"Why does everybody screw this up?"
"Nobody every gets this right!"
"They always find a way not to perform!"
"He never does what he's supposed to!"
Ever heard these words used over and over and over again? Of all the words I encounter, these are some of my least favorite. They demotivate, demean, and disrespect people. It doesn't matter where or what the situation is, use of these words will often cause people to stop listening to the conversation, especially when they know that, against heavily stacked odds, they did their best.
These are manager words. These are NOT leader words. For one, they omit the "we" factor. Leaders speak in terms of "we," not "they." Leaders speak of "us," not "he" or "you." Leaders take responsibility for everything that does or does not happen on their watch. Managers blame whoever happened to be on-site when the problems occur and seek to explain why someone else failed instead of why the team, including the leader, failed.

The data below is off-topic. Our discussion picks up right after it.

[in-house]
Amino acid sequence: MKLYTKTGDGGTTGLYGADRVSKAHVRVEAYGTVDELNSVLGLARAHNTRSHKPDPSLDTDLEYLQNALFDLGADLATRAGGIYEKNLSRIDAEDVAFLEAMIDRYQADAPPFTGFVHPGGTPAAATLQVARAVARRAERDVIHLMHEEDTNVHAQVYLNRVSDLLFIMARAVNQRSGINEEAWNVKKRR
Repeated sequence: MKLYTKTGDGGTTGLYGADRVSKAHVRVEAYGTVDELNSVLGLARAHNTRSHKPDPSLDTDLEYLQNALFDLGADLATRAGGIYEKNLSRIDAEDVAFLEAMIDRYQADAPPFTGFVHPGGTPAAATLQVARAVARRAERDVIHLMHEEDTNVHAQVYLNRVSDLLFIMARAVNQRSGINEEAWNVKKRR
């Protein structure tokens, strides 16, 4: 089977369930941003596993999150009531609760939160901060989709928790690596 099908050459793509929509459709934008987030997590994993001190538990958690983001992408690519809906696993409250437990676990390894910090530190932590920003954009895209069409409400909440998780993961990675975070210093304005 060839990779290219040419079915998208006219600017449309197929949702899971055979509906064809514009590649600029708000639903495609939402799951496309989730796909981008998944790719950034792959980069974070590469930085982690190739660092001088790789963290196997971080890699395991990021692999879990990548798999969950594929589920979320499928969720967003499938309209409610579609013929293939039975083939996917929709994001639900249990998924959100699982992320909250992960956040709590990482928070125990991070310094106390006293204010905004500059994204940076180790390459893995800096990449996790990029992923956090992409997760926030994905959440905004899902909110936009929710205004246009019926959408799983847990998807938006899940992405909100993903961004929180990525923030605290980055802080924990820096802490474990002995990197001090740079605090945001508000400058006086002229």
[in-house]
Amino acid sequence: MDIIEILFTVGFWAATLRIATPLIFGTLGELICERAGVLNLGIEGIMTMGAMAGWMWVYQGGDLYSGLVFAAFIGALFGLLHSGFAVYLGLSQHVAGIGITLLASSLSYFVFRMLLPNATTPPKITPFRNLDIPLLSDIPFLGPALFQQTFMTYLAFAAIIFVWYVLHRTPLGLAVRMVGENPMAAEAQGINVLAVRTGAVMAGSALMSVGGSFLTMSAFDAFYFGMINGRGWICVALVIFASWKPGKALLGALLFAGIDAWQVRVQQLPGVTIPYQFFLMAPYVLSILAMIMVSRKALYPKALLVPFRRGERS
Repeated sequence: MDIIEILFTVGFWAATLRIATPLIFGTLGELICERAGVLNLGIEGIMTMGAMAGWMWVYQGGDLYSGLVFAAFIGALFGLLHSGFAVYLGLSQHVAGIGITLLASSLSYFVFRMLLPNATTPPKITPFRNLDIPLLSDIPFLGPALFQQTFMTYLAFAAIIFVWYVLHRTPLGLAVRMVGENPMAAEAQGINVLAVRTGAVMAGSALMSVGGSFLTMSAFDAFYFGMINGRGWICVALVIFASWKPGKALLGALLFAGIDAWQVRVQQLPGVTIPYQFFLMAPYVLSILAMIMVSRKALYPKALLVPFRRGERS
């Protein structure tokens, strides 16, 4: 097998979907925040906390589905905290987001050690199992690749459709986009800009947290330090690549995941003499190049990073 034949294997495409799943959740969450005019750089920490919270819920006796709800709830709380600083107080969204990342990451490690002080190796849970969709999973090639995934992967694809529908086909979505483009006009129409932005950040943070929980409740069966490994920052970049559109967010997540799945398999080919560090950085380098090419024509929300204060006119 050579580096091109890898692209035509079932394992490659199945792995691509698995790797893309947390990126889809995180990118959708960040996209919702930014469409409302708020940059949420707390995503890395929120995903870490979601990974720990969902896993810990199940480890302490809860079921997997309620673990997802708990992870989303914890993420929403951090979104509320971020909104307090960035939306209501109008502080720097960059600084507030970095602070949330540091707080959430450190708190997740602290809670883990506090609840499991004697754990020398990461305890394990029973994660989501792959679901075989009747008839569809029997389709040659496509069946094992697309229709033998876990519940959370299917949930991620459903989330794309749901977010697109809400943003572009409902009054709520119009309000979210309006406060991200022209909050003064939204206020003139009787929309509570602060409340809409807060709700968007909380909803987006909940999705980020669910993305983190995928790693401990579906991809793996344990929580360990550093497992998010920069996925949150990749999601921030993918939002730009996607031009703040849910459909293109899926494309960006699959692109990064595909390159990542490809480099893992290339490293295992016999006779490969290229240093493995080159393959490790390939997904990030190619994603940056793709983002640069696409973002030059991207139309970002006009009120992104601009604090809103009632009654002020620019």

Leadership is challenging. It involves a level of service that many managers do not understand. Being a manager is not being a leader. These are two totally different concepts. We all, at one time or another, leader or manager, use the words above. It's hard to avoid them sometimes. It doesn't make us right when we do.
Avoid the absolutes and deal with each problem as unique and governed by its own set of circumstances, players, causes, and solutions. Only then can you hope to motivate and inspire instead of crush, chomp, and destroy.